Adhesive sensors on patient’s body to monitor health
Given the spread of diseases and the suffering incurred by patients, researchers strive to provide them with all means of comfort, by carrying out applied studies that may help obtain primary vital signals faster using adhesive sensors on the patient’s body.
Technicians, in cooperation with specialists in the medical field, were able to create a sensitive medical patch using wireless technologies. This patch, also called Wireless Body Area Network (WBAN), has been designed to obtain the necessary vital medical signals, such as the electrocardiogram (EKG) signal, oxygen level, blood pressure, and temperature from the patient, and send them through networks to the health care system. The more information this system can obtain and is able to send, the more helpful it would be for the specialist to diagnose the patient’s condition and offer timely interventions.
The WBAN patch also helps the patient to get initial indications without the need for repeated visits to the health center, reduces death rates in serious cases, and alleviates the pressure on medical staff so that they can provide full care to other urgent cases.
A study on this topic was conducted by a team led by Dr. Al-Azhar Muhammad Al-Khariji of the Department of Electrical and Computer Engineering, College of Engineering. The study followed a theoretical and practical approach to sensing and monitoring the patient wirelessly. Unlike other systems, this research work was based on designing a two-way telehealth line between the patient’s location in a remote center and the specialist’s location in a virtual clinic, where the sensitization process, data analysis, and diagnosis would take place.
The study has opened a new door for research into the use of virtual clinics in the Sultanate of Oman. This in turn encouraged SQU to develop fresh expertise in this new and vital field, as part of its efforts to keep abreast of the latest developments in biomedical engineering and contribute towards solving epidemiological social problems.
The applied aspect of the study was implemented in the first phase by building a system connecting two centers (a health center in Muscat and SQU Hospital). This system was expanded in the second phase for transferring information along a farther distance, that is, between Salalah Hospital and SQU Hospital.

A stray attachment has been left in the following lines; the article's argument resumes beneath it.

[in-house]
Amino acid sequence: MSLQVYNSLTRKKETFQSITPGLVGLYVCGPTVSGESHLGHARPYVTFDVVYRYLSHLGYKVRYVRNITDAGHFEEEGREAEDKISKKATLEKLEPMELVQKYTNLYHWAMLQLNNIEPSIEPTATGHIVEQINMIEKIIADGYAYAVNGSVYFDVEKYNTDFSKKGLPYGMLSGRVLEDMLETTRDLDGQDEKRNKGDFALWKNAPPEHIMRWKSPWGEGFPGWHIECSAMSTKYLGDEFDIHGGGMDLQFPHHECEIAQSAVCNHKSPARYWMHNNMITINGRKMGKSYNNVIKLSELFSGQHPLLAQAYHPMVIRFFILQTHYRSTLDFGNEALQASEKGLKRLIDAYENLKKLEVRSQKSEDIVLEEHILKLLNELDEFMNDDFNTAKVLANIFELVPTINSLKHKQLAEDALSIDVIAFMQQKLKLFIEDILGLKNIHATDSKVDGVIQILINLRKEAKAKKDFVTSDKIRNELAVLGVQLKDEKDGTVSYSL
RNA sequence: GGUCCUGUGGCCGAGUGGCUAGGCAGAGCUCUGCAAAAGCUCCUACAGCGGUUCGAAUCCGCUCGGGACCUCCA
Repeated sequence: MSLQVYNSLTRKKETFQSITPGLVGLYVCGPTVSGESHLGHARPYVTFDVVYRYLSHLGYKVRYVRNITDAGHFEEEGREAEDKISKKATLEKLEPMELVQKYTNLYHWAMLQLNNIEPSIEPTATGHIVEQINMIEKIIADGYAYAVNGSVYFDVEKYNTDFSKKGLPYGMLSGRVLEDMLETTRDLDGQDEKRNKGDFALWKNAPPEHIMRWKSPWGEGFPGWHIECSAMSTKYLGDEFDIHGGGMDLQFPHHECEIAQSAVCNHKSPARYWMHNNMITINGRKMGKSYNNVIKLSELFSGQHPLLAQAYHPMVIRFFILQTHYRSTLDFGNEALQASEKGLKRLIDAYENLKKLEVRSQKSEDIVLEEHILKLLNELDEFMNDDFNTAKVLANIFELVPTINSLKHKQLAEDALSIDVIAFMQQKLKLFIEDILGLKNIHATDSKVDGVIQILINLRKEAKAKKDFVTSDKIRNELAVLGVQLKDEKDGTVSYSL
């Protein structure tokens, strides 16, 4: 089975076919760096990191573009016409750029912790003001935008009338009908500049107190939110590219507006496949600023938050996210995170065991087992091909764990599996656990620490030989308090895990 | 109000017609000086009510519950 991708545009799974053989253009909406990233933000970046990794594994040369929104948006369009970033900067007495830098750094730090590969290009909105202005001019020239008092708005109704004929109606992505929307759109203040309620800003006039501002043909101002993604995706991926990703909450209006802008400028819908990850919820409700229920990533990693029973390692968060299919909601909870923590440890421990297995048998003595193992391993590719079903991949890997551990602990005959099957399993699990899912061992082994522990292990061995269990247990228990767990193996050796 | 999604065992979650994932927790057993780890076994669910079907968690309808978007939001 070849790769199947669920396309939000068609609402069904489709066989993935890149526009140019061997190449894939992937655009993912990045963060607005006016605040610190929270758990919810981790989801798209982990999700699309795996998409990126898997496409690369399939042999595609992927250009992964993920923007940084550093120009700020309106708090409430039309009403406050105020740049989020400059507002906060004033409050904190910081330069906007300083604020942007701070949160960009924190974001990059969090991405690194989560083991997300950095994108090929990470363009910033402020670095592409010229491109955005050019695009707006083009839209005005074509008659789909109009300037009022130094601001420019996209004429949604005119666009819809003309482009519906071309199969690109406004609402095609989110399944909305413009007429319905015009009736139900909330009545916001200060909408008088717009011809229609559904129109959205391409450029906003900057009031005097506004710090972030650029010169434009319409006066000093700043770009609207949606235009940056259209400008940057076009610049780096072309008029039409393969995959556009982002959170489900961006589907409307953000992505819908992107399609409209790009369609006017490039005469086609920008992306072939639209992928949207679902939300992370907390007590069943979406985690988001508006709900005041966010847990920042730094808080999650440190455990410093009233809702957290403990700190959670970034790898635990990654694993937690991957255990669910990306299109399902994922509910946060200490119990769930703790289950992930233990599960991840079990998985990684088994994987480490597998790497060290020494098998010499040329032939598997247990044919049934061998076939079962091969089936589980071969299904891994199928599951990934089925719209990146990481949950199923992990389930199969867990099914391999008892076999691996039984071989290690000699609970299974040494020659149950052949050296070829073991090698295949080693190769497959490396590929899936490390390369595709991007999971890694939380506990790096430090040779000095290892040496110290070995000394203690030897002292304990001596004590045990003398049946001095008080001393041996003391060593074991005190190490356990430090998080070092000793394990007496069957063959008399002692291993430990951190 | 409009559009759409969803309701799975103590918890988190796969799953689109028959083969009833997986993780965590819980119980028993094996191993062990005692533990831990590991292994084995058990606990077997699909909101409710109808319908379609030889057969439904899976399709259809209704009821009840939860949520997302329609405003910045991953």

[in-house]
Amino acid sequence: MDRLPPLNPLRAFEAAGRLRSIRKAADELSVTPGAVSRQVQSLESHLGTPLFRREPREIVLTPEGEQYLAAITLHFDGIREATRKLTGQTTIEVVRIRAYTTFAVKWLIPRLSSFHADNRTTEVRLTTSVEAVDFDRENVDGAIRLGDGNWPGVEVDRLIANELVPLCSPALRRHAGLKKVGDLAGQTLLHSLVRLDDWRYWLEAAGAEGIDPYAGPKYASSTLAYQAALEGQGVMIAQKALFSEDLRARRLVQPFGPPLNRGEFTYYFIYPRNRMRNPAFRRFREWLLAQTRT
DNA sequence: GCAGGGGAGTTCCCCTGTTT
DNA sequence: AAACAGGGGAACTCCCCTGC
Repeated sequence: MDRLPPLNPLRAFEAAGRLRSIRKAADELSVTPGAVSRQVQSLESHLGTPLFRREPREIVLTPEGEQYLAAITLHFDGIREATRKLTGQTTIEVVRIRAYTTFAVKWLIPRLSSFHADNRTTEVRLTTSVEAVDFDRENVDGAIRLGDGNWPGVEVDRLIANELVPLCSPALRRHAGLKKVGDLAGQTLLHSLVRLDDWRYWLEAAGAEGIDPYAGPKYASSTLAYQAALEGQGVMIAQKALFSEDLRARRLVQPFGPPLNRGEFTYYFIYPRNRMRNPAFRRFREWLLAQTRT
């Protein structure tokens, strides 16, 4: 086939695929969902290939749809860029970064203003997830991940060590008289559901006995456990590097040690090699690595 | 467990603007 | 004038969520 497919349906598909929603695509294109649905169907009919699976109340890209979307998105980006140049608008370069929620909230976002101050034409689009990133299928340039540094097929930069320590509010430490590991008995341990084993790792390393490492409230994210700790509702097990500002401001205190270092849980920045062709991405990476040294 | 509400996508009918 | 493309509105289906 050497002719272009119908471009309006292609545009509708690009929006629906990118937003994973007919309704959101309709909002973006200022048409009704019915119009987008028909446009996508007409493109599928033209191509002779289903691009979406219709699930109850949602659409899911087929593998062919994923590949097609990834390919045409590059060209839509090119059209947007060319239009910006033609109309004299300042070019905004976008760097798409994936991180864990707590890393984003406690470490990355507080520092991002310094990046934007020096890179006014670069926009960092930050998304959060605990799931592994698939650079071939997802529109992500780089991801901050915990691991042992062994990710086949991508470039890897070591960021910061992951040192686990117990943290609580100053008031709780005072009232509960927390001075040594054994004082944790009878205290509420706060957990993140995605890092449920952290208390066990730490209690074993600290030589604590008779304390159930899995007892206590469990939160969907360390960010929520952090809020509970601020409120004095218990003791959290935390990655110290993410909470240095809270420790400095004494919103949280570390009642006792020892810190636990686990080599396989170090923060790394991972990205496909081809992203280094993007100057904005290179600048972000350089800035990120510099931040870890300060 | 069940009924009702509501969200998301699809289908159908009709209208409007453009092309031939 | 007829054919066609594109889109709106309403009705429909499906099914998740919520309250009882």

The research team developed a biomedical wireless sensor network system as well as platform designs and graphical user interfaces for each of the stations (the health center and hospitals). After installing the advanced system in health centers, the team also recorded a live video of patients with sleep apnoea, in addition to implementing and testing the system in real time on distant patients.
The research team plans to continue the themes of this research, that is, to create a complete telemedicine platform (RMIP) in the Sultanate of Oman with a set of features, including the adoption of a clinical cloud health care system that can provide several advanced means to serve patients and provide real-time patient tracking and intervention. The team also seeks to develop an application based on technologies of deep learning for early detection of disease (for example, detecting coronavirus and determining infection severity based on X-ray images of a patient’s lungs), in addition to an AI-based system for real-time preliminary decisions about the patient’s condition (degree of infection: mild, moderate, severe). The system will streamline monitoring of patients and following up of their conditions, in the long term.
This study thus aimed to improve the quality of health care; to reduce medical care costs through effective access to relevant clinical information in remote areas; and to ensure that all residents of the Sultanate of Oman have equal access to high-quality health services, regardless of their geographical location.